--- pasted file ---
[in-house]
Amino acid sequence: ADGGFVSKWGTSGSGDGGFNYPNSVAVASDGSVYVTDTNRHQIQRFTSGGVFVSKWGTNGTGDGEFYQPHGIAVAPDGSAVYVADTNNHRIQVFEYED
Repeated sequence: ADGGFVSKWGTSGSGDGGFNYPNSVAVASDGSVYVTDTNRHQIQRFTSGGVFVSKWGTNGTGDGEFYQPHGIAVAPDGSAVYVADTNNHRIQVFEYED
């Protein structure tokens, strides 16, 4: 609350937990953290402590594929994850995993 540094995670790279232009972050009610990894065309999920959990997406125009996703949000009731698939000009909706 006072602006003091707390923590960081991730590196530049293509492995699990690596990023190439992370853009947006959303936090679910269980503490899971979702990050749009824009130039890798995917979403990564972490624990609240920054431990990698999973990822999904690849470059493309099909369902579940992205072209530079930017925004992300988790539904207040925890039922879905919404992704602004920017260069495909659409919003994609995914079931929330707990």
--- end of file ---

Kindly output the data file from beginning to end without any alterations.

[in-house]
Amino acid sequence: ADGGFVSKWGTSGSGDGGFNYPNSVAVASDGSVYVTDTNRHQIQRFTSGGVFVSKWGTNGTGDGEFYQPHGIAVAPDGSAVYVADTNNHRIQVFEYED
Repeated sequence: ADGGFVSKWGTSGSGDGGFNYPNSVAVASDGSVYVTDTNRHQIQRFTSGGVFVSKWGTNGTGDGEFYQPHGIAVAPDGSAVYVADTNNHRIQVFEYED
């Protein structure tokens, strides 16, 4: 609350937990953290402590594929994850995993 540094995670790279232009972050009610990894065309999920959990997406125009996703949000009731698939000009909706 006072602006003091707390923590960081991730590196530049293509492995699990690596990023190439992370853009947006959303936090679910269980503490899971979702990050749009824009130039890798995917979403990564972490624990609240920054431990990698999973990822999904690849470059493309099909369902579940992205072209530079930017925004992300988790539904207040925890039922879905919404992704602004920017260069495909659409919003994609995914079931929330707990």